According to CBS, Pennsylvania’s most famous groundhog emerged from his burrow on a cold Feb. 2 morning and saw his shadow. Through the help of a human interpreter, Phil declared that there would be six more weeks of winter. Punxsutawney Phil made his prediction as an intense blast of wintery weather wrought havoc as far south as Tennessee. At the same time, the Northeast was bracing for a dangerous mega-chill.
Even on Groundhog Day, air in that Pennsylvania town was cold enough for faint clouds of steam to be puffed from the roly-poly rodent’s nostrils. Within 48 hours, the promised mass of frigid air hit the Quaker State and the rest of the Northeast. Our home’s remote-sensing thermometer in downtown Hartwick, NY, indicated -16º. It was likely a little colder than that. Hopefully, it turns out to be the coldest day of this winter.
Huge crowds of human guests gathered that Thursday at Gobbler’s Knob, PA. According to the CBS reporter, “Members of Punxsutawney Phil’s ‘Inner Circle’ summoned him from his tree stump at dawn to learn if he has seen his shadow – and they say he did. According to folklore, if he sees his shadow there will be six more weeks of winter. If he doesn’t, spring comes early.”
The annual event in Punxsutawney originated from a German legend about a furry rodent. A little bit of trivia pertaining to Phil is in order. The word “woodchuck” is an English corruption of the Algonquin word “otchek” (which actually translates to fisher or marten). Woodchucks (also called groundhogs) zoologically belong to genus Marmota (marmot in regular English). In Germany, where the forecasting legend originated, “Murmel” in German (pretty close to our common English term) is what they call woodchucks.
According to records dating back to 1887, Phil has made winter predictions more than 100 times. Inner Circle organizers said that 10 years were lost because no records were kept. The 2022 forecast called for six more weeks of winter, as did 2021. On the CBS video, viewers saw an Inner Circle spokesperson (wearing a formal top hat) reach into Phil’s den and grab a scroll allegedly written by the rodent. The human read the document as follows: “No matter how you measure, it’s six weeks more of winter.” The crowd cheered.
Over the last decade, Phil’s forecast has been correct four out of 10 times. Just how accurate Phil’s prophecy is in terms of practical matters – like when legumes can be frost seeded – is debatable. Perhaps a more meaningful date, agriculturally, is the day before Groundhog Day. Old-timers believed that as of Feb. 1 livestock farmers should still have half of their starting winter’s hay inventory left. Most of those old-timers began grazing programs early in May. At most Northeast locations, if cattle started grazing earlier than that, with no supplemental human-harvested forages, there was a good chance that paddocks would be overgrazed unless pastures were super-abundant. This meant that the recovery period for the sites in question would be longer than desired.
Paddocks shouldn’t be grazed any shorter than a four-inch height. When forages become that short, there’d better be other paddocks with a lot more chow to move livestock to. If we respect this height minimum, recovery period shouldn’t run more than three to four weeks, assuming soil fertility and moisture are not limiting. Interestingly, that four-inch minimum height (according to many deep-thinking agronomists) applies to the stand health of perennial crops and re-growing winter annuals as well as millets, sorghums and sudangrasses.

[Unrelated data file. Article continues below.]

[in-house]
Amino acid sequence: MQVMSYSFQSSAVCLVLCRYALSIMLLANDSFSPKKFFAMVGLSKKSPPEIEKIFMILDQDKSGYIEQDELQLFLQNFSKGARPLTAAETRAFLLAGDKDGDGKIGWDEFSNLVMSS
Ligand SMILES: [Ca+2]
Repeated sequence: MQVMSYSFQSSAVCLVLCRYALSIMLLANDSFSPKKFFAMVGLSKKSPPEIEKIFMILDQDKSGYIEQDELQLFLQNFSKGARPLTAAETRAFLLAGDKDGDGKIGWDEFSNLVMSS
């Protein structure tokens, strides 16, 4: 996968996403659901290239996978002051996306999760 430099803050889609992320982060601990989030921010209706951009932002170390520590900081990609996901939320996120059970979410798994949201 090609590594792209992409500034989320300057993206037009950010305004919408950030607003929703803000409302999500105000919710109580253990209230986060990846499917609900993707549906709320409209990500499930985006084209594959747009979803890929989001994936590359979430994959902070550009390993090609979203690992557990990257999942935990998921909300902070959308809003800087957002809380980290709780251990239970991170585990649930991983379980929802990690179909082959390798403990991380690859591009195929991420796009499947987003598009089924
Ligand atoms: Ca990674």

In worst case scenarios – ones in which forage inventories on Feb. 1 are much less than half of what the farmer had on Halloween – one or both of two things usually takes place. First, pastures start getting grazed prematurely and/or aggressively. This lengthens the recovery time for most forage species, with some species recovering poorly, if at all.
Second, in order for pastures to not be ravaged by grazing ruminants, their owner ends up buying hay at a time well past the point when good supplies of “milky” hay were still available. Learned grazing experts can show that supplementing purchased hay to grazing cattle – rather than burning out overly short swards – will trigger a four-fold return on investment in terms of harvestable forage later in the grazing season.
Even if the coldest day of winter is past, we can still put to good use whatever lingering cold weather remains. Many dairy persons may own or have access to some dry, fair quality, so-called “heifer/dry cow hay.” Why would this hay be good for milking cows? A benefit of very cold weather is that it’s a good time to feed some of your lower quality roughages to cattle.
When folks complain about cows voraciously chowing down forages in extra cold weather, I explain that cattle (and sheep and goats) are basically ruminating furnaces. Cold weather is the best time to feed more fibrous, lower-energy feed to ruminants. If they acquire warmth from this fiber, this means they’ll be tapping into less energy otherwise destined to support milk production. With these lower quality roughages, we’re smart to test them to verify their protein and mineral status.
Further proof of the tightness of the 2023 winter local hay situation is anecdotal, though I believe valid: The number of ads offering hay for sale in Country Folks this year is about one-third of what it was 12 months ago. We can thank puny, drought-stressed, second cuttings last May and June for that.
A little-known method for stretching forages comes from feeding monensin to lactating dairy cows, a practice which was approved by the FDA 20-plus years ago. Monensin improves feed efficiency, allowing cows to make the same milk while consuming less feed. Or sometimes the cows on monensin eat the same amount of feed and just give more milk – kind of a win-win situation.